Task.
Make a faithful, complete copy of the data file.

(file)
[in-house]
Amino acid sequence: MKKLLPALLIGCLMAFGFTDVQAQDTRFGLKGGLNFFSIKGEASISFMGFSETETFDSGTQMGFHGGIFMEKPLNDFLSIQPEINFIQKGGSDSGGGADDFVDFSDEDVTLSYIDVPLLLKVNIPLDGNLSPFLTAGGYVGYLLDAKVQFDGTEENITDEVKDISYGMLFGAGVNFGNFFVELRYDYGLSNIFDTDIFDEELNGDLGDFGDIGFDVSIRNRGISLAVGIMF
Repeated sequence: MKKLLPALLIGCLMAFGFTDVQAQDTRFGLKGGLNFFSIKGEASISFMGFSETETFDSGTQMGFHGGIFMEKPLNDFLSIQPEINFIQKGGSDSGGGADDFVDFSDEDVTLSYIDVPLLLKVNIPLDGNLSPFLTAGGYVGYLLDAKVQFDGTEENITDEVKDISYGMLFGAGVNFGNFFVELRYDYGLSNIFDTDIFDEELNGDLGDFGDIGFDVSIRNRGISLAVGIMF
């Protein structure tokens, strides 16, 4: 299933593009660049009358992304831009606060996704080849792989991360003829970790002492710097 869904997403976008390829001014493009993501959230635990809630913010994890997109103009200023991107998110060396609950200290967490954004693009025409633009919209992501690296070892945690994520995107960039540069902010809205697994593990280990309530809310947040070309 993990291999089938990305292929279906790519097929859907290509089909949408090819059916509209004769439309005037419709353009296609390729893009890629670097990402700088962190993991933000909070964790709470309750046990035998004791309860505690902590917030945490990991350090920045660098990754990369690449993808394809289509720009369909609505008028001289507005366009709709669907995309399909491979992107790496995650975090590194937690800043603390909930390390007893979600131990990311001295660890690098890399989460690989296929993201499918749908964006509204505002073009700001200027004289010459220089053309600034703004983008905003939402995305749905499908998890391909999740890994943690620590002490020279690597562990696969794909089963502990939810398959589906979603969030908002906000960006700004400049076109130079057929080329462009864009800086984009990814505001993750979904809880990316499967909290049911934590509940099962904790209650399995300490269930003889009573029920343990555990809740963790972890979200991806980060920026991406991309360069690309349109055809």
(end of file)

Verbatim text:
[in-house]
Amino acid sequence: MKKLLPALLIGCLMAFGFTDVQAQDTRFGLKGGLNFFSIKGEASISFMGFSETETFDSGTQMGFHGGIFMEKPLNDFLSIQPEINFIQKGGSDSGGGADDFVDFSDEDVTLSYIDVPLLLKVNIPLDGNLSPFLTAGGYVGYLLDAKVQFDGTEENITDEVKDISYGMLFGAGVNFGNFFVELRYDYGLSNIFDTDIFDEELNGDLGDFGDIGFDVSIRNRGISLAVGIMF
Repeated sequence: MKKLLPALLIGCLMAFGFTDVQAQDTRFGLKGGLNFFSIKGEASISFMGFSETETFDSGTQMGFHGGIFMEKPLNDFLSIQPEINFIQKGGSDSGGGADDFVDFSDEDVTLSYIDVPLLLKVNIPLDGNLSPFLTAGGYVGYLLDAKVQFDGTEENITDEVKDISYGMLFGAGVNFGNFFVELRYDYGLSNIFDTDIFDEELNGDLGDFGDIGFDVSIRNRGISLAVGIMF
């Protein structure tokens, strides 16, 4: 299933593009660049009358992304831009606060996704080849792989991360003829970790002492710097 869904997403976008390829001014493009993501959230635990809630913010994890997109103009200023991107998110060396609950200290967490954004693009025409633009919209992501690296070892945690994520995107960039540069902010809205697994593990280990309530809310947040070309 993990291999089938990305292929279906790519097929859907290509089909949408090819059916509209004769439309005037419709353009296609390729893009890629670097990402700088962190993991933000909070964790709470309750046990035998004791309860505690902590917030945490990991350090920045660098990754990369690449993808394809289509720009369909609505008028001289507005366009709709669907995309399909491979992107790496995650975090590194937690800043603390909930390390007893979600131990990311001295660890690098890399989460690989296929993201499918749908964006509204505002073009700001200027004289010459220089053309600034703004983008905003939402995305749905499908998890391909999740890994943690620590002490020279690597562990696969794909089963502990939810398959589906979603969030908002906000960006700004400049076109130079057929080329462009864009800086984009990814505001993750979904809880990316499967909290049911934590509940099962904790209650399995300490269930003889009573029920343990555990809740963790972890979200991806980060920026991406991309360069690309349109055809």